To provide hands-free emesis collection by the container 100, a retainer 106 is provided, which is coupled to the chute 104 at retainer sites 130. While the retainer 106 may take many forms, the retainer 106 preferably comprises a flat strap 132. As seen in
Turning now to
After the receptacle raw material is selected and the chute 104 is formed, the coupling of the bag 108 to the chute 104 is achieved preferably through the use of a thermal bonding process including a thermal press or crimp. While the bag material could simply be thermally pressed to the chute attachment margin 124 or other attachment points, it is preferred that the attachment margin 124 be folded towards the chute back panel back surface 114 b (as shown) or folded towards the chute back panel front surface 114 a (not shown). Into the fold, the material to comprise the bag 108 may be inserted and then heat bonded to both the chute attachment margin 124 and the chute back surface 104 b. The sheet material is then folded over the attachment margin 124, as is shown in
After the bag material has been heat sealed to the chute 104, the chute 104 may be folded along a medial score 146, thereby causing the sheet material to fold too, as seen in
An emesis container according to the present invention is preferably packaged in a compact way that allows easy deployment by users in emergency medical situations, among others. The ease in deployment is facilitated by convenient packaging 150. As seen in
While the emesis container was designed to be rather self-explanatory to use, the packaging 150 may further contain instructions (not shown) directed to proper use of the container 100, adjustment of the retainer 106, and proper disposal methods.
With reference to
The retainer 106 is adjusted to provide proper positioning. Where the retainer 106 is a flat strap 132, the strap 132 may be adjusted a number of ways. While the strap 132 could be provided with an adjustment buckle, preferred adjustment is achieved by using the retainer site 130. If the strap 132 is kept in frictional contact with the chute 104 by a staple 144, the strap 132 may be pulled through the staple 144 to adjust positioning of the container 100.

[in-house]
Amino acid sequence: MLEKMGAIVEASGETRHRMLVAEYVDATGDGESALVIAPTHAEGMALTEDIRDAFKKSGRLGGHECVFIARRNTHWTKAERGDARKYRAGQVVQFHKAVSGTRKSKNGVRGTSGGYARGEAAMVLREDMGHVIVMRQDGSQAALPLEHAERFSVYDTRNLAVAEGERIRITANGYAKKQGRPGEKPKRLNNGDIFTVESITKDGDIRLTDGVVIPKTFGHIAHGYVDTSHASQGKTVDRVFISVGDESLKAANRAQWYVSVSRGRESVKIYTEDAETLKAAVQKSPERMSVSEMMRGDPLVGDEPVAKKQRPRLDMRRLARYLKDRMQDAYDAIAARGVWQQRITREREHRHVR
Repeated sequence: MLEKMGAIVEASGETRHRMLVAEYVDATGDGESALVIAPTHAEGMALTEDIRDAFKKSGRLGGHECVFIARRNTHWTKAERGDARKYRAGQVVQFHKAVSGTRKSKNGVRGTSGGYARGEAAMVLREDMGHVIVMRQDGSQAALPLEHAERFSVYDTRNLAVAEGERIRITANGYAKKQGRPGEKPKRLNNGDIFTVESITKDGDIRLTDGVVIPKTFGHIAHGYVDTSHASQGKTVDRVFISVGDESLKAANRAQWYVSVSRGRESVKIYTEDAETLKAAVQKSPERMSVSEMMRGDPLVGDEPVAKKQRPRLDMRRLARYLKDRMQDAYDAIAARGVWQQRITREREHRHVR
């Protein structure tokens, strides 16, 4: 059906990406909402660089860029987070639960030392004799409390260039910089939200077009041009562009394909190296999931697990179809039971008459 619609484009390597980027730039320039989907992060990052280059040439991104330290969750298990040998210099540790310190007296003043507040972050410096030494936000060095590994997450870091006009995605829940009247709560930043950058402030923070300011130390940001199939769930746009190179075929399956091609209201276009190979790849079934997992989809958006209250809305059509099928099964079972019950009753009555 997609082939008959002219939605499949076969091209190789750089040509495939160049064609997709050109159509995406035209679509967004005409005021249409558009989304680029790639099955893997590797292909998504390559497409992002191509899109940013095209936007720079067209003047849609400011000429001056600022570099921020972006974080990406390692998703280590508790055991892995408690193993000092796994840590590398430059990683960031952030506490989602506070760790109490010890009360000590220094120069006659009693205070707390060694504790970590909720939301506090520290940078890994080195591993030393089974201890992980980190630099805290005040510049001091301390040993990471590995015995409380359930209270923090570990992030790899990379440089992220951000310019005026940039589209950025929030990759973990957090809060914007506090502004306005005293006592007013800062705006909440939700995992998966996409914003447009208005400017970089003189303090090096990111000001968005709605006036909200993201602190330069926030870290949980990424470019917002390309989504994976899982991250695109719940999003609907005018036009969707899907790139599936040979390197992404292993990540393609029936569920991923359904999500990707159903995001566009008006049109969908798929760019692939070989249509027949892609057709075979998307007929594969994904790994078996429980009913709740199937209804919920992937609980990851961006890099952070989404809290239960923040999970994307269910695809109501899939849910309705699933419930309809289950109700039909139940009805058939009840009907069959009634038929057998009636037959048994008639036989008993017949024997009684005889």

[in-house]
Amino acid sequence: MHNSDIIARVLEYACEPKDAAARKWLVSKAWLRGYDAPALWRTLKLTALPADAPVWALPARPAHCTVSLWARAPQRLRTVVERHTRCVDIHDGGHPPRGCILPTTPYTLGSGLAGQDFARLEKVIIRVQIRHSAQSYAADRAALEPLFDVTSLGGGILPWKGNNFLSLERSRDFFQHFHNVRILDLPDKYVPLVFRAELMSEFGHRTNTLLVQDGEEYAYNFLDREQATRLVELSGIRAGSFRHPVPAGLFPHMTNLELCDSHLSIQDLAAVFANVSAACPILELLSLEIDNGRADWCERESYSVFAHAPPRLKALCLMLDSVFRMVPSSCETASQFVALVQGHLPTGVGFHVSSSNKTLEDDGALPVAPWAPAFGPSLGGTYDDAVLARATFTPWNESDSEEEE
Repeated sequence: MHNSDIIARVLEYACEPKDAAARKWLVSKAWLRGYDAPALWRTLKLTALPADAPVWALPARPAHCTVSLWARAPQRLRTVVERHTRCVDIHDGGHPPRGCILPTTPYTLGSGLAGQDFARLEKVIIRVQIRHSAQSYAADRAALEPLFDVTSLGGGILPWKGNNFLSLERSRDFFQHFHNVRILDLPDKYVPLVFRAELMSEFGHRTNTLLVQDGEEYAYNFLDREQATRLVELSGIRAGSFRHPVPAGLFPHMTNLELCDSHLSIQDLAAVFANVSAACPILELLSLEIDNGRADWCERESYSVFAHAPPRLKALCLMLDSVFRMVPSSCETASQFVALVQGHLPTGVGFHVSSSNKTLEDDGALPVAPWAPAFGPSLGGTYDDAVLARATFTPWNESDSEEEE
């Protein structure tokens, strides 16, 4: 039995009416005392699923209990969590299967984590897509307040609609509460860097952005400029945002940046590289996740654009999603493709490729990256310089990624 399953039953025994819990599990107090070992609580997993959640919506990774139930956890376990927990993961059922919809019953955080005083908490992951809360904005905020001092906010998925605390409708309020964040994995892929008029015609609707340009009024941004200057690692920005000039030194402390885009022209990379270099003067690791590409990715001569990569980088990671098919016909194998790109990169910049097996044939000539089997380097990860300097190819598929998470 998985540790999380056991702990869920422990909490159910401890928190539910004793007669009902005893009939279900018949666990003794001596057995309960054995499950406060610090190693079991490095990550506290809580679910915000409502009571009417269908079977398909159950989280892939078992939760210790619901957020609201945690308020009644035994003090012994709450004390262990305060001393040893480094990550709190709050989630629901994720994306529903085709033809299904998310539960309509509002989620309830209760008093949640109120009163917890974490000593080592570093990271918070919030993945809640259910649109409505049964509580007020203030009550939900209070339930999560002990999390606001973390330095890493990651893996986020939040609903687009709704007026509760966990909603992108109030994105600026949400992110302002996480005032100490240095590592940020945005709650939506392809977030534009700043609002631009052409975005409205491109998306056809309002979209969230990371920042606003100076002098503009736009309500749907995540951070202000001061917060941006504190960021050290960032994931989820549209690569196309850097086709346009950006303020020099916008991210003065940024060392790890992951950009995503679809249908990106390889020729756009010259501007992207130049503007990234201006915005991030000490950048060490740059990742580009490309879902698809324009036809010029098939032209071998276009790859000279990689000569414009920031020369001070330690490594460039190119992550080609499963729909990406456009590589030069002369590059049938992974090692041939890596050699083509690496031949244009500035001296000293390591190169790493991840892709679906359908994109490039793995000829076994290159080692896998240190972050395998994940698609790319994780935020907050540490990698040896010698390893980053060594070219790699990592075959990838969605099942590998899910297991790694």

A staple 144 may not work for some situations, however. For example, the retainer 106 may not be long enough to easily slip over a desired support structure. In such circumstances, the retainer 106 is preferably a flat strap 132 in cooperation with the chute 104 at a retainer site 130 having an aperture 134. The strap 132 can be removed from the site 130, threaded about a support member such as the neck of the patient 1, and threaded back through a hole 136 of the aperture 134 from which it was removed. While the strap 132 is in the hole 136, the strap 132 can move relatively freely through the aperture 134, thereby allowing easy adjustment. When desired positioning is achieved, the strap 132 can be forced into the slot 138 of the aperture 134. While the strap 132 is in the slot 138, a friction fit is provided, thereby maintaining the desired positioning.
To remove the container 100 from the patient 1, one method involves lifting or supporting the container 100 while removing the retainer 106 from the support structure. For instance, if the retainer 106 is a strap 132, the strap 132 may be lifted up and over the patient's head. Alternatively, the retainer 106 may be disconnected from one or both retainer sites 130. If the retainer 106 is a strap 132 coupled to the chute 104 by a staple 144, the strap 132 may be pulled out of the friction fit and the container 100 removed from the patient 1. Alternatively, if a staple 144 is used, the retainer site 130 may be provided with the perforated section 148 to enable tearing or removal of a portion the chute material for a quick disconnect of the device 100 from a patient or other support upon the exertion of a determinable force. This method is preferred if the strap 132 includes an anti-slip mechanism, such as an aglet. In a similar fashion to using a strap 132 in combination with a staple 144, if the retainer 106 is a strap 132 in frictional cooperation with an aperture 134 at a retainer site 130, the strap 132 could be removed from the aperture 134; or the chute 104, itself, may be caused to fail at a stress riser 142 formed by the aperture 134 and cooperating notches 140. Once the container 100 is removed from the patient 1, the container 100 is simply disposed of, preferably by being thrown into a biohazard receptacle.